Pom Poko


Pom Poko Review

As an ambitious morality tale, the Japanese animated film Pom Poko is certainly worthy of a solid recommendation. As a family-friendly film, this story of angry raccoons saving their land from destruction has a problem. Let's just say Pom Poko ain't no Ferngully.

In the midst of their battle against man, raccoons are hit by cars and ensnared in traps. They use their ingenuity and crazy skills (more on those later) to sabotage construction and kill a handful of humans. They create a fever dream-style parade used to haunt the locals. This kind of adult-level entertainment boasts smart, stylishly trippy animation that veers far from anything that can be called a "kid" movie. But Pom Poko is one of a series of Japanese Studio Ghibli films being distributed in the US by Disney -- so, to the uninitiated, it looks like a warm cuddly Disney movie on the DVD shelves.

The raccoons in director Isao Takahata's film (he also created the gentler My Neighbors the Yamadas) have all the traits of humans. They have a natural hierarchy, build comprehensive relationships... and party like mad. When we ugly humans plan a demolition of their living area to make room for new housing, they band together and plan a dangerous offensive based on a psychedelic talent: the ability to physically transform.

I mean transform into anything. They can stretch, contract, and transmogrify, turning into humans (the coolest trick) or turning, ahem, particular body parts into parachutes. Quite frankly, if you're over the age of 12, you'll be impressed with the animation and creativity, and howling at the weirdness.

Beyond that, Pom Poko is a cool, admirable film primarily because Takahata pulled no punches when he created the movie in Japan in 1994. The raccoons do have their simple "cute" look, but that form is only visible when they're laughing or celebrating. As the plot moves, they quickly slip into squat, harsher, cartoonish animals. And when they're forced to attack, they become a lot closer to the real thing. It's an interesting animation strategy that fits perfectly into the film's overall theme of metamorphosis.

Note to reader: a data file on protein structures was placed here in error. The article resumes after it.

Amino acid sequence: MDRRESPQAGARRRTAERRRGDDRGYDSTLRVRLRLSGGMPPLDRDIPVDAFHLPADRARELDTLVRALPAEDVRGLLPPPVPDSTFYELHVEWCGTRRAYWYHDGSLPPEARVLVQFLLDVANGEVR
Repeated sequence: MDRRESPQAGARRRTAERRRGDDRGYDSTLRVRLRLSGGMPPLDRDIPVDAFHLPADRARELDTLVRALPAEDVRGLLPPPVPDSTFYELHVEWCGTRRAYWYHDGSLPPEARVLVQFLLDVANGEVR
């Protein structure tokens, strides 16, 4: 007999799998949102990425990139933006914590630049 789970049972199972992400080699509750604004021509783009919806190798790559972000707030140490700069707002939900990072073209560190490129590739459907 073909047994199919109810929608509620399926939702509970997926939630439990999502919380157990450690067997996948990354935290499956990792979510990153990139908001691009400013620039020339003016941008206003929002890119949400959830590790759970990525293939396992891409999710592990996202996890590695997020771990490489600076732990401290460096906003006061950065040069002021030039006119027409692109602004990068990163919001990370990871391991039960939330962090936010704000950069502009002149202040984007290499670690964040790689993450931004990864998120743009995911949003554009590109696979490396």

As a writer and animator, Takahata infuses his serious film with comic relief, both visually and with dialogue. When the raccoons learn to take human form, their exertion and training is so exhausting it produces black bags under their eyes. Pretty smart chuckle. When a couple of raccoons scare the crap out of some folks at a convenience store, one poor guy passes out near the front door -- causing the automated door to quietly open and close before Takahata cuts to the next scene.

It doesn't sound like your average animated feature, and it's not. Pom Poko is not as wholly fantastical as a Miyazaki film (the Spirited Away creator is executive producer here), but it has enough of a freaky folkloric feel to be defined as unconventional. And if you've never thought "Disney" and "unconventional" could exist in the same sentence, you may want to check this out.

DVD Note: The Disney DVD package includes a second disc of bonus features, including the film's storyboard.

Aka The Raccoon War, Heisei tanuki gassen pompoko.

Pom Poko

Facts and Figures

Run time: 119 mins

In Theaters: Saturday 16th July 1994

Production compaines: Studio Ghibli, Hakuhodo DY Media Partners, Nippon Television Network Corporation (NTV), Tokuma Shoten


Contactmusic.com: 4 / 5

Rotten Tomatoes: 86%
Fresh: 6 Rotten: 1

IMDB: 7.4 / 10

Cast & Crew



Starring: Shinchô Kokontei as Narrator (voice), Makoto Nonomura as Shoukichi (voice), Yuriko Ishida as Okiya (voice), Norihei Miki as Seizaemon (voice), Nijiko Kiyokawa as Fireball Oroku (voice), Shigeru Izumiya as Gonta (voice), Gannosuke Ashiya as Inugami Gyobu (voice), as Bunta (voice), Beichou Katsura as Kinchô Daimyôjin the Sixth (voice), Bunshi Katsura as Yashimano Hage (voice), Kosan Yanagiya as Abbot Tsurugame (voice), Akira Kamiya as Tamasaburô (voice)